Hundreds of scientists who post their peer-review activity on the website Publons say they’ve reviewed papers for journals termed ‘predatory’ — although they might not know it. An analysis of the site has found that it hosts at least 6,000 records of reviews for more than 1,000 predatory journals. The researchers who review most for these titles tend to be young, inexperienced and affiliated with institutions in low-income nations in Africa and the Middle East, according to the study, posted to the bioRxiv preprint server on 11 March.

The study is the largest yet to examine claims that scientists review for predatory journals. A popular conception of these journals is that they generally publish any manuscript they’re offered for a fee and don’t offer peer review. In fact, journals can be defined as predatory while providing peer review, because they might be deceptive in other ways. But the peer review that these journals conduct might not be to the standard most researchers recognize, says Matt Hodgkinson, head of research integrity at the publisher Hindawi in London. “They are likely going through the motions and using these reviewers as a fig leaf,” he says.

The reviews, if genuine, might be “a waste of valuable time and effort” by researchers, the study says. Its authors suggest that funders and research institutions should warn against reviewing for predatory titles.

Predatory or under-resourced?

Researchers use the Publons platform to list manuscript reviews they have conducted. But the organization, based in London, noticed several years ago that some users were claiming to review for potentially predatory journals. Staff there joined with researchers at the Swiss National Science Foundation (SNSF) in Bern and the University of Bern to conduct a large-scale analysis. Starting with a proprietary blacklist of titles deemed predatory by Cabells, a publishing analytics company in Beaumont, Texas, the team built algorithms to spot reviews for these titles on Publons. They chose not to identify any individual journal or reviewer in their analysis.

At least 10% of the journals on Cabells’ blacklist have reviews claimed on Publons, the study found. That doesn’t concern Cabells, says its technical director Lucas Toutloff, because the firm flags journals as predatory for many kinds of deceptive practices, such as misleading readers about editorial-board qualifications or physical office addresses, or having no policies to digitally preserve papers. “It might be that journals flagged as predatory are doing good-quality peer review but are flagged as predatory for other reasons,” says Anna Severin, a researcher at the SNSF and the University of Bern, who co-authored the study. It could also just be difficult to distinguish between predatory titles and journals that are legitimate but under-resourced.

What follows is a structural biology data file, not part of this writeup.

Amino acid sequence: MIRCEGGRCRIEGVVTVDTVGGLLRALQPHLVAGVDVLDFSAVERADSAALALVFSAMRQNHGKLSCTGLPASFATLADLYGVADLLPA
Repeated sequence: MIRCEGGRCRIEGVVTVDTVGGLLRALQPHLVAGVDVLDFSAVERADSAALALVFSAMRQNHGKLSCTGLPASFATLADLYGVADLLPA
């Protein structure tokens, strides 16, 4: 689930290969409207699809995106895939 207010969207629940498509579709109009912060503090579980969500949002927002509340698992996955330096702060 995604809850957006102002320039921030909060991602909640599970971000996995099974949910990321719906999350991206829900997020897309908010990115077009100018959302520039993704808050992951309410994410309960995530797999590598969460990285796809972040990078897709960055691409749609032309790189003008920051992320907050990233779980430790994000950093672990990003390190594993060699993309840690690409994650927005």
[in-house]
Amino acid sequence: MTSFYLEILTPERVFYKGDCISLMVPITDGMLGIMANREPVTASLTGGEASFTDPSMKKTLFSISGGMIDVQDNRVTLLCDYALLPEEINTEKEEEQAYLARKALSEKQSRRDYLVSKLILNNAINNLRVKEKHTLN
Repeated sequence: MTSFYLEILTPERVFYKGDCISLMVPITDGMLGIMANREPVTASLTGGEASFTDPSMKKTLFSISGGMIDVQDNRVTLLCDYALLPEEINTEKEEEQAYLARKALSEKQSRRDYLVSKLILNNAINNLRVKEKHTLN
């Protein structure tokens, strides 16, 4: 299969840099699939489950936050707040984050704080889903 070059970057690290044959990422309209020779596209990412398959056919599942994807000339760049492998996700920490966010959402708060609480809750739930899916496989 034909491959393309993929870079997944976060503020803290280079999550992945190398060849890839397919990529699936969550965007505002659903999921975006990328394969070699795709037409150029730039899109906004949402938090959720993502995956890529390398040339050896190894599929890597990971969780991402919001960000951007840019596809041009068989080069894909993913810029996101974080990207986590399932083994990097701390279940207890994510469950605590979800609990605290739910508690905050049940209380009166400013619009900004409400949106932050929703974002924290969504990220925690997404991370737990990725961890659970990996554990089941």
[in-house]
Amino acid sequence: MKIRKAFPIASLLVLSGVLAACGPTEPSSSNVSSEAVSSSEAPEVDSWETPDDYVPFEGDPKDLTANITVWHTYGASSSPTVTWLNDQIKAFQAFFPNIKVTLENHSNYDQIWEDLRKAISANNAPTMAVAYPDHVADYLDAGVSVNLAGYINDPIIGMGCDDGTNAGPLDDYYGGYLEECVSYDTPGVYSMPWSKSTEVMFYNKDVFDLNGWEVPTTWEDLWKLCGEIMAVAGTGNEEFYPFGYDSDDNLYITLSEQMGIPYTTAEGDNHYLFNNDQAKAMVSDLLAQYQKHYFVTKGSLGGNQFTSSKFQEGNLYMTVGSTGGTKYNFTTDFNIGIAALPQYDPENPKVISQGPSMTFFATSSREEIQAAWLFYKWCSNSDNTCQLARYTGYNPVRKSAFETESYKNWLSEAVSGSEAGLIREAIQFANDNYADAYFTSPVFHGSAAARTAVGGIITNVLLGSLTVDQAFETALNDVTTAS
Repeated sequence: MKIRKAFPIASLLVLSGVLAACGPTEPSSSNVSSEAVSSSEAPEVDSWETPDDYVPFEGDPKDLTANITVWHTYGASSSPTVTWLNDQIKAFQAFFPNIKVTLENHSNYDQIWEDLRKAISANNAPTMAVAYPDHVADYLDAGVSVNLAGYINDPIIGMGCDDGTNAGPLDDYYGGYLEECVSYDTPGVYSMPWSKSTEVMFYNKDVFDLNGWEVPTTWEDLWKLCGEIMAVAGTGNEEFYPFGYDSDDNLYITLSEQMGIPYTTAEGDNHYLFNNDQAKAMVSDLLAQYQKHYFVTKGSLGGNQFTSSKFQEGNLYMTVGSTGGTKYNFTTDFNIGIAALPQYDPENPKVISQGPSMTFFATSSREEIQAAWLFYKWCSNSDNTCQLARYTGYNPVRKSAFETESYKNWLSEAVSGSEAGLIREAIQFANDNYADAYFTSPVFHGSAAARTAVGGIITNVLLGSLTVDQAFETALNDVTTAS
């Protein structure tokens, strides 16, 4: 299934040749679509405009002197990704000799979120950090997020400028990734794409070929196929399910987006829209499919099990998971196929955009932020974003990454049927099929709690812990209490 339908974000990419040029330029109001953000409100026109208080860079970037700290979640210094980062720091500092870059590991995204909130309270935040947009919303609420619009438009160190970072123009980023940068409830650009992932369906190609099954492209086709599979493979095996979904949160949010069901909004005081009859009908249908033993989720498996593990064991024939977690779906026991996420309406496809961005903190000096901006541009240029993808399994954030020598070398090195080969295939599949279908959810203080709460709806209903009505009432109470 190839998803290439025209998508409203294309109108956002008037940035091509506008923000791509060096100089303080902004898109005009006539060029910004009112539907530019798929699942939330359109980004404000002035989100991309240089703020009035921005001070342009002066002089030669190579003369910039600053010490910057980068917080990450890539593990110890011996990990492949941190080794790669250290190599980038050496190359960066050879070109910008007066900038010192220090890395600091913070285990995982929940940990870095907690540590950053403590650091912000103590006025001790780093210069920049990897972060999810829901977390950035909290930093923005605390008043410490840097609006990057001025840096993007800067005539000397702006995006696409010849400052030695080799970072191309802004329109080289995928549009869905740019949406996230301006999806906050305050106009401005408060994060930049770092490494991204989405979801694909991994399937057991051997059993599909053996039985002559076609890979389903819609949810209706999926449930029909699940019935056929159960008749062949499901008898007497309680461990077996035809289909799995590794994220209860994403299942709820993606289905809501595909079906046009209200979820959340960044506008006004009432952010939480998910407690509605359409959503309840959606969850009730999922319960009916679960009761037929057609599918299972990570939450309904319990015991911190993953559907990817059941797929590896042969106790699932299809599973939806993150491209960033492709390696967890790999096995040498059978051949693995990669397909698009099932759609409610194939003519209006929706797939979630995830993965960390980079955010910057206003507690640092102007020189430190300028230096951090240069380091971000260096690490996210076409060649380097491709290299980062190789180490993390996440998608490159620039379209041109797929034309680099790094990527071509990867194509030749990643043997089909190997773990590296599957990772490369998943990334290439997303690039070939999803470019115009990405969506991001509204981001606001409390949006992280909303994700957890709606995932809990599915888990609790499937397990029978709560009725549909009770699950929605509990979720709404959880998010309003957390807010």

Publons says it thinks the reviews are real records: scientists verify that they have done the reviews they list by forwarding e-mails of acknowledgment to Publons, or by having a journal editor independently verify the review.

Mixed motives

Although some scientists might not realize the journals they are reviewing for are predatory, it’s possible that others see the chance to expand the list of journals they review for as a way to showcase their academic productivity — no matter the title. And Publons itself could be “unwittingly gamifying peer review”, Hodgkinson suggests. The site has leaderboards for top reviewers — which might further reward indiscriminate reviewing. A spokesperson for Publons notes that the site provides guidance on spotting robust and ethical journals, and that in July 2019, it changed its leaderboards so that their order is, by default, sorted by journals indexed in the Web of Science database.

Nature spoke to some scientists who list reviews on Publons for journals that are listed as predatory on Cabells’ list. Ian Burgess, an entomologist who is the director of Insect Research and Development, a contract research company in Cambridge, UK, said he had reviewed eight manuscripts for four predatory journals from a publisher called Academic Journals, based in Nigeria. Burgess said he hoped to provide guidance for authors, but that the publisher completely ignored his comments. “Clearly I was naively deluded in thinking if you had proper reviews the quality of publications would rise,” says Burgess, who says he won’t do any more reviews for those journals, although he’s still being asked to. (The publisher didn’t respond to Nature’s request for comment.)

And a researcher in Germany who didn’t want to be identified told Nature that he had reviewed for a predatory journal, but that his suggestions were also ignored. He pointed out that sometimes his review suggestions had been disregarded in established journals as well.

The study authors are now planning to examine the text of reviews in both predatory and legitimate journals — in some cases, Publons can access the text of private review reports — to see whether there are any measurable differences in quality, Severin says.